It’s not easy to translate your military experience to the civilian or corporate world in a resume. But when you transition, it’s something you have to do. While there are many veteran recruiters out there, particularly in large companies, you cannot count on all companies being able to grasp military lingo. While government contractors may understand it, the chances of other companies getting it are slim. If you’re not undergoing a transition out of the military, but simply out of a long career in the federal government, you will also need to translate your experience for the outside world. Here are some questions to help you shape your post-military or post-government resume.
What do my leaders and colleagues say about me?
Take a look back at commendations received via email, letter, or in performance appraisals. Think about times you’ve been complimented by peers or your leadership. What are you recognized for; what makes you unique? The key sentiments can and should be incorporated into a career summary, cover letter and/or career profile summary. The way to do that is by starting a phrase off with something like: “Recognized for….”, “Known as….”, or “Unique ability to…”
What would my job title be in the non-military working world?
This is going to require talking to veterans who have already made the transition and researching job postings and titles. If you worked in a logistics role, some common titles to take a look at might be supply chain manager, logistics analyst and operations manager.
Have you looked at job postings for possible targets?
Searching job sites for titles will also allow you to read through job postings to understand the responsibilities and requirements of jobs. Read through as many as you need to in order to try and figure out what sounds most interesting to you, and what does not sound good. You should also take advantage of online assessments and job search preparation programs offered by your military transition center. These tools should help you determine possible targets. Once you know what those are as well the common job requirements, you will begin to understand the key terms and skills you need to highlight in your resume.
What specific things did I do in my roles, and what was the end result or goal?
In order to write your bullets under each job description, you need to ask yourself insightful questions to go beyond listing your duties. For example, what types of people or teams did you lead? How many people did you supervise? What size budget were you responsible for? Where and when have you demonstrated your presentation skills? What is an example of a process improvement that you made, how did you do it, and what was the end result? Even if you cannot point to results, quantitative or qualitative, consider the end goal or purpose of each task and include it in each bullet to describe your work. This helps employers understand that you are a results-oriented, thoughtful employee. If you’ve developed relationships with or worked with well-known organizations or officials, make sure you name them.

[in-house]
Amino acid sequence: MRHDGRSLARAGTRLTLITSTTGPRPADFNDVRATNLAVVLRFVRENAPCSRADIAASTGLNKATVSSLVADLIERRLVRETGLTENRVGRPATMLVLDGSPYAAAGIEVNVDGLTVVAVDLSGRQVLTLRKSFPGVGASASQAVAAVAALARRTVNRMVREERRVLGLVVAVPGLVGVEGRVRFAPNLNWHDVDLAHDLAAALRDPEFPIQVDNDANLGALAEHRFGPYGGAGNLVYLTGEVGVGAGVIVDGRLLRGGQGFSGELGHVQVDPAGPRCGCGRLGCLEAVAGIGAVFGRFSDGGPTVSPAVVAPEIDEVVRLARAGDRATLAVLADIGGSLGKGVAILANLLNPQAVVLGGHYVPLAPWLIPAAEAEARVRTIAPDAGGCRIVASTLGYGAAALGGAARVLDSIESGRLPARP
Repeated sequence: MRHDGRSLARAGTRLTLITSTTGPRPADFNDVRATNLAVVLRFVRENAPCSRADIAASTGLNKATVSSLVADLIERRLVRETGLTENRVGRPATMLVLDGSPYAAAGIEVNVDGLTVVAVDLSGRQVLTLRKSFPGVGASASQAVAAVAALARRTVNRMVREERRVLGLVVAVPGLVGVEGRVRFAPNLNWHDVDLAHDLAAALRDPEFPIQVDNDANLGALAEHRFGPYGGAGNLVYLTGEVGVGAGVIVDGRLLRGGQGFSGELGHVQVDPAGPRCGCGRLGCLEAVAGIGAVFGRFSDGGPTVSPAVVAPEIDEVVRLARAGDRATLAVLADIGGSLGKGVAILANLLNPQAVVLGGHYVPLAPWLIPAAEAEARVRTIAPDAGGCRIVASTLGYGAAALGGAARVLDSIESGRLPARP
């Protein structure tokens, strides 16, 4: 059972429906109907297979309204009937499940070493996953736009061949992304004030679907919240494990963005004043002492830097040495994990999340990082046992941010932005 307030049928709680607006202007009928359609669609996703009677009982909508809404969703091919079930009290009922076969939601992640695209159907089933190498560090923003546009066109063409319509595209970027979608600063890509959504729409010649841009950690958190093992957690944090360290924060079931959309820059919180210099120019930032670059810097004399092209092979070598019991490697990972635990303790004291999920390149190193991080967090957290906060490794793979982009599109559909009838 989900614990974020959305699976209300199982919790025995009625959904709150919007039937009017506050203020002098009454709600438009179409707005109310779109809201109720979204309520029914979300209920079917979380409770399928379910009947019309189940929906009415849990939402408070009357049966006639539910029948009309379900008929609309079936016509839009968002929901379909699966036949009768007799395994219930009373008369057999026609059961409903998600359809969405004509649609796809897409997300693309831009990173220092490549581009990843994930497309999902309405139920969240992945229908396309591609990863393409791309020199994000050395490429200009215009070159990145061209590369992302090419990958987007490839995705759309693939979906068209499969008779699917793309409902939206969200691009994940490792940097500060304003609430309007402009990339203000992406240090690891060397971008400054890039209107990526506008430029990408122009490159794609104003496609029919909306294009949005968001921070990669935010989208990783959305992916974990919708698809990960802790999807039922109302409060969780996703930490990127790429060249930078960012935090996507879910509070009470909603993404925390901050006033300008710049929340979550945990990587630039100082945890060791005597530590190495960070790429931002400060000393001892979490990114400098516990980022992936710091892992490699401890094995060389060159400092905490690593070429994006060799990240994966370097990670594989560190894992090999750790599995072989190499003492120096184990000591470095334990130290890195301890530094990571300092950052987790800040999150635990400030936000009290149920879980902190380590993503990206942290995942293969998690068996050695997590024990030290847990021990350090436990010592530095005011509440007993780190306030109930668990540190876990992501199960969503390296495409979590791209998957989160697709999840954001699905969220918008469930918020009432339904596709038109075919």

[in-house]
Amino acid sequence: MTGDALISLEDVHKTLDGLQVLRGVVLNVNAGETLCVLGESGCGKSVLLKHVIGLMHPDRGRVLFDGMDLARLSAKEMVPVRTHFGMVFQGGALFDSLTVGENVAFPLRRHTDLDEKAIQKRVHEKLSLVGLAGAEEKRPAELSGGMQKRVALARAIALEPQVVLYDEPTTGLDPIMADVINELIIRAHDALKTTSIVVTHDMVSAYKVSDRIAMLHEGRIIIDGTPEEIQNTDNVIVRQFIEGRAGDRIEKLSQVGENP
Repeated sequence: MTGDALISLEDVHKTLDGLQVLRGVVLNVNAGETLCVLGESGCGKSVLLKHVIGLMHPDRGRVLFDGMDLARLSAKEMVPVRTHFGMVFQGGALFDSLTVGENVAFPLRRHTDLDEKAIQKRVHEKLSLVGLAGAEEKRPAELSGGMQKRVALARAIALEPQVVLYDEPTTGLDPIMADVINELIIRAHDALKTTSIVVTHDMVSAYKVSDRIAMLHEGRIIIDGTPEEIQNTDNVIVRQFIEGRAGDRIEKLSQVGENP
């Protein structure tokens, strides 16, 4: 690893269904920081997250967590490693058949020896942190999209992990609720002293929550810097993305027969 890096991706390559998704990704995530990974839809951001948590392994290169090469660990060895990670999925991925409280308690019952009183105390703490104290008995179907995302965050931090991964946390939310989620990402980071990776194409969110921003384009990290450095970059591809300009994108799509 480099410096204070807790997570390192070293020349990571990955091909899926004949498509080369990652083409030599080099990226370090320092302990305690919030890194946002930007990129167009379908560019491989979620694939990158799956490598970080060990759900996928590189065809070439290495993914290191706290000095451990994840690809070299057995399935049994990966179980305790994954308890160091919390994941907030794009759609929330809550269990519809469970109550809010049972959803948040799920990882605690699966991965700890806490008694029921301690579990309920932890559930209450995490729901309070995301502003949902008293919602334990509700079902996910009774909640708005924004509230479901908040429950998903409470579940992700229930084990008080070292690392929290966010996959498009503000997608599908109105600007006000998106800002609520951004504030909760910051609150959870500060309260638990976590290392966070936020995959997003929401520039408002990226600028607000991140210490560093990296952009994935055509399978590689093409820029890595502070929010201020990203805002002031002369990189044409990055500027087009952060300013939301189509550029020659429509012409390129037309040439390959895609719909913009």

What training did I receive that will resonate with employers?
If you’ve been in the military for an extended period of time, you don’t need to list all training. For example, tank training or defensive driving may not be relevant to jobs you are applying to. However, any training that you think might relate to outside jobs should be included. Common examples of those would include things such as specific technical training and leadership training. Training typically falls under the education and professional development section. If you can, include the organization where the training took place, location and year.
Did I receive any awards?
Pull out your awards and list them in a separate section of your resume above education and professional development. Include the year you received each one.
What technical skills do I possess?
If you have a large number of computer, software, or other technical skills, you may want to make this a separate section altogether at the end of your resume. If you also have knowledge of foreign languages, volunteer and/or community leadership experience, you can roll all this up under a section called additional information.
As you write your post-military resume, doing a little bit of extra research and asking yourself the right questions can go a long way. Once you have a first draft, ask veterans and trusted partners external to the military and government world look at your resume and provide comments. Someone who is less familiar with those areas will be able to tell you if they understand what you did or not, and help you figure out how to revise it appropriately.